Sunday, September 4, 2011

Day 5 - Bozeman, MT

Let me start tonight's post by explaining that I cannot adequately describe the beauty I've seen in this country. Every state is more beautiful than the last.  This drive has been absolutely surreal and I feel so blessed for having the opportunity to cross this country by car.

I woke up this morning in South Dakota and began my trek toward Big Sky country.  It is amazing how distinct each state really is.  As soon as I crossed over from South Dakota into Wyoming, it was a clear change from the rolling green hills to the wild west.  Wyoming was full of pastures and open space for roaming purposes.  Going along with the "small world" theme, I had lunch with a friend (Hannah) of a friend (Jeremy) of a friend (Kallie) in Sheridan, WY.  

As I've described, it's been amazing to see real people living real lives in these locations that I've only heard about.  While I was hoping that Hannah lived in a little 500-person town off the beaten path, Sheridan was a big oasis of a town in a vast western expanse.

As I said previously, each state is better than the last.  Last night, my favorite state was South Dakota.  Tonight's new favorite is Montana.  Pictures and words cannot accurately explain how vast the sky is in Montana.  Imagine being able to see in every direction for 10 miles, then imagine what that clear blue sky looks like above.  At one point I recall seeing a wall of clouds with clear sky to the right that looked like a literal sea.  I crept over the hill to see this ocean of sky, wondering what body of water was approaching.

I remember reading an article that my friend, Dave Mesing, posted a while ago about the experience one has in a town when they ride a bike versus driving.  When you drive, you simply enter your vessel at one end and emerge at your destination.  You see the things in between, but they just seem like scenery on your way.  

The same can be said for traveling across the country in a car versus a plane.  If I would have flown from Pittsburgh to Tacoma, I'd have been there a few days ago and would have missed an immense collection of beauty that cannot be described in this post.  Driving through Ohio, Indiana, Wisconsin, Minnesota, South Dakota, Wyoming, and Montana has given a face to these locations.  I've interacted with people who live in these places and learned that life happens here.  People grew up here, worked here, lived here.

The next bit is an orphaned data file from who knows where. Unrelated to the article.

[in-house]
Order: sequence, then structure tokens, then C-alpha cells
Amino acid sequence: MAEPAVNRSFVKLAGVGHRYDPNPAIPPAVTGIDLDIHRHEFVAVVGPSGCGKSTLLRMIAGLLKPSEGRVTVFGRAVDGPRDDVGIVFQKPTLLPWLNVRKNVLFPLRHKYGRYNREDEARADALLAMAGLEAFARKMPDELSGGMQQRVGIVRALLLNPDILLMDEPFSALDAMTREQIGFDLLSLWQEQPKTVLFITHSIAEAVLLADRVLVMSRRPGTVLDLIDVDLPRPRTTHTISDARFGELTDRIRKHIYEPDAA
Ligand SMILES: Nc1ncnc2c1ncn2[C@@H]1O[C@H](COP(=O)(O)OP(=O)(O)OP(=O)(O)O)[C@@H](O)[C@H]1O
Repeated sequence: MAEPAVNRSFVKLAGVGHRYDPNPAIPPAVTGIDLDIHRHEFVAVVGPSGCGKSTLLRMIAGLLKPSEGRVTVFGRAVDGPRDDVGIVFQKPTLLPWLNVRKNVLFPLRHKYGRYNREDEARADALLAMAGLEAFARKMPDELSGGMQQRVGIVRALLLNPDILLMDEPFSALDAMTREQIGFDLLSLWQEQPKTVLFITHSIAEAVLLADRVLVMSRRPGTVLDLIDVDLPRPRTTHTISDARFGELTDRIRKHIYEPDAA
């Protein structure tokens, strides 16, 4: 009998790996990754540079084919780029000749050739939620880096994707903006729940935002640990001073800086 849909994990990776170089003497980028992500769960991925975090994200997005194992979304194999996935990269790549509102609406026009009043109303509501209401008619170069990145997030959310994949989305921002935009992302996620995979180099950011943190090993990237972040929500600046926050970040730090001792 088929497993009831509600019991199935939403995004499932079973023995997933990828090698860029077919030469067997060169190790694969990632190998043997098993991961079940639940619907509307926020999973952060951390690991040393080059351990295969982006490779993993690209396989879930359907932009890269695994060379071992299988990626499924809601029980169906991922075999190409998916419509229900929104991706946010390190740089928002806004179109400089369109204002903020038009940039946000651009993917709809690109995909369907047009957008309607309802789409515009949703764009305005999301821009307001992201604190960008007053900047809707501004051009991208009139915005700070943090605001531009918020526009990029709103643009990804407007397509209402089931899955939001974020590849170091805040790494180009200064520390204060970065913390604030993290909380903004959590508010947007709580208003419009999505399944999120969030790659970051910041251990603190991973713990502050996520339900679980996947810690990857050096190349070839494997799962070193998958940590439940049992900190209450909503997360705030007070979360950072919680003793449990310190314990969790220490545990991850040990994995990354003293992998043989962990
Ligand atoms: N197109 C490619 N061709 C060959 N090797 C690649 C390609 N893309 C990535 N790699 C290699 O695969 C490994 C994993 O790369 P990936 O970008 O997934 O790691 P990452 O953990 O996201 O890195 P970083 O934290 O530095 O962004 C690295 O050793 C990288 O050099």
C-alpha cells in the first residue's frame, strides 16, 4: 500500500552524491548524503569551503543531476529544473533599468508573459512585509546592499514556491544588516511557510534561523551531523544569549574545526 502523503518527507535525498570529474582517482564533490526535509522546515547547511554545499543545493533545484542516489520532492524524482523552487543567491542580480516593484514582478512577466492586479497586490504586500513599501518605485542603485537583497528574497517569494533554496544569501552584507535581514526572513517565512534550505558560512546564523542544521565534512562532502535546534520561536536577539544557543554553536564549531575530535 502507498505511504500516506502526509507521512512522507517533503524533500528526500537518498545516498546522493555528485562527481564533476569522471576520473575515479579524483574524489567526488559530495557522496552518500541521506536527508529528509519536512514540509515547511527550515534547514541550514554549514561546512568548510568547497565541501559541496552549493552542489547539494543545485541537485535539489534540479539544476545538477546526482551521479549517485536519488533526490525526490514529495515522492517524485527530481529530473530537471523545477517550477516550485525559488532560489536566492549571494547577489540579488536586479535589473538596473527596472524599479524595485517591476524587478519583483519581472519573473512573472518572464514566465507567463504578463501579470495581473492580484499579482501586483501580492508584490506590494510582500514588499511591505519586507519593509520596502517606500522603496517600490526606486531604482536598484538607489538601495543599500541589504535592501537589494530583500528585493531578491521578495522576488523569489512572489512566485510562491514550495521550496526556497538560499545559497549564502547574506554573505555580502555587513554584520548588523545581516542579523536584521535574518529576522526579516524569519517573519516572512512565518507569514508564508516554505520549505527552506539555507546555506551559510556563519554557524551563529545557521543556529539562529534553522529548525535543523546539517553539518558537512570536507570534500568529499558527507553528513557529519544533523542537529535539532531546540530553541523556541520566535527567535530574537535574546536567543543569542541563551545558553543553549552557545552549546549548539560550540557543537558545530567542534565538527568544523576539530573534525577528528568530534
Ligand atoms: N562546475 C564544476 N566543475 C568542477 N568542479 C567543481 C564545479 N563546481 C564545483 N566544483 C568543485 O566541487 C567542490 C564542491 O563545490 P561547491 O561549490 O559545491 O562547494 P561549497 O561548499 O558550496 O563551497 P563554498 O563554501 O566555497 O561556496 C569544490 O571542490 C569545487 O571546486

I arrived in Bozeman, MT, tonight with some daylight and a desire for a coffeeshop, dinner, and a beer.  Bozeman is an awesome little college town, hosting Montana State University.  As I rolled up to the coffee shop (Wild Joe's Organic Coffee and Tea), I was immediately asked if I had a doobie to spare.  Sad to say, I didn't.  I guess if you roll up to an organic coffeeshop with your life packed in a Honda Civic and a bike strapped to the back, you can expect to be asked about having pot.

I had dinner and a couple beers at the Montana Ale Works, which was a cool ale house with some good food and a packed house.  The beer selection was fantastic, including mostly local Montana brews.  Dinner and beers were great and I rounded out the night with an old friend; Pabst Blue Ribbon.
Tomorrow I have a place to stay at Gonzaga in Spokane, WA, so I've got about 6 hours of driving tomorrow before 5 more on Monday to arrive in Tacoma.  I'm so thankful for safety and smooth sailing so far.  Thanks for your prayers and I look forward to another enjoyable trek tomorrow. 

Before I call it a night, let me try to explain how valuable a GPS, smart phone, and good stereo are on a cross-country roadtrip.  I don't know where I'd be or even how much I'd be able to handle this trip if it weren't for these modern amenities.

I leave you with this tonight: These places are real.  I've driven through the documentaries.  You absolutely must see this country.


  1. Yeah, if it weren't for Lewis & Clark's GPS and SmartPhone, Seattle may never have been founded.

    Directions from Pittsburgh to Seattle:
    1) Turnpike West to Cleveland.
    2) I-90 West to Seattle.

    I joke, I joke... those things are handy, especially since you're taking the scenic route and visiting friends and exploring towns.

    Good luck finishing out the trip and getting started at the job!

  2. I woke up to 6 inches of snow in Bozeman in August of '92.

  3. Glad you could stop in the huge Wyoming oasis that is Sheridan (population 17,000)! If I'd known you were hoping for 500, we would have picnicked in Story or Dayton. Ah well, another time, maybe. It was nice to meet you, Jake.